Home News Shanghai under lockdown – The New York Times

Shanghai under lockdown – The New York Times

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Shanghai under lockdown – The New York Times

Authorities in Shanghai have commandeered glossy high-rise office buildings as mass quarantine centres as China is mired in its worst bout of the coronavirus outbreak. Floor after floor, room after room, the building was packed with people and the beds were close together.

The buildings — and the wider lockdown in Shanghai — have reinforced the ruling Communist Party’s power to mobilize resources as it seeks to stamp out the coronavirus. But all this has also created deep dissatisfaction with the government’s failures and excessive intervention.

in the east of Shanghai,angry protestersClashes with police officers in white protective suits. They were kicked out of their homes because their apartment buildings had been commandeered for quarantine.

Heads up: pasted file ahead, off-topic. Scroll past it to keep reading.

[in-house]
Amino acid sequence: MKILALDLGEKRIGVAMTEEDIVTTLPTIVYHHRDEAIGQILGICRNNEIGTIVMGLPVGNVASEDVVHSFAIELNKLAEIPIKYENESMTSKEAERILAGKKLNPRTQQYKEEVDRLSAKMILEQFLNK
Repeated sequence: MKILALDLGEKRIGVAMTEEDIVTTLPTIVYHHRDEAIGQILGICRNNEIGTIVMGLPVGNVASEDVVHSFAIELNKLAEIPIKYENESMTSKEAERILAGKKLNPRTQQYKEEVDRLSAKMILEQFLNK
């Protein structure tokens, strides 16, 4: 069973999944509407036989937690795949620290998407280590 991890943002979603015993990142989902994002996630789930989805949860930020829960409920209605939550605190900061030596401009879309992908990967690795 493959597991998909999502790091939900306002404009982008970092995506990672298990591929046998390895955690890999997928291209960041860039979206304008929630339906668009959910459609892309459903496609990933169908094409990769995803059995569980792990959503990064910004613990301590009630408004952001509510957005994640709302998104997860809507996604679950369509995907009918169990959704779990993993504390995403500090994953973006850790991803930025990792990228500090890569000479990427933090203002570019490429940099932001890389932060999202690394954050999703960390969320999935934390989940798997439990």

Opportunities for tranquility, privacy and even a shower are hard to come by in these isolation centers. Shanghai resident Yolanda Zhou said her 86-year-old grandfather cried when he was sent to such a high-rise office building. “There were a lot of people in that environment, and (he) was quite frightened,” Ms Zhou said.

The weeks-long lockdown in Shanghai, China‘s largest city with a population of 25 million, is the largest the country has imposed in more than two years. Businesses and factories have been closed,Empty streets of financial capitalEvery day is a reminder of the heavy toll of the party’s zero policy.

The New York Times


China‘s leaders imposed mass quarantines, urging officials to “take what they should.” That means anyone who tests positive will be sent to hospitals or isolation facilities, which are set up in schools, exhibition centres and other public spaces.

In western Shanghai, a renovated office building was crowded with more than 100 people.people sleeping in cots. There are only four bathrooms, no showers, and only one option for breakfast: bread, nothing else.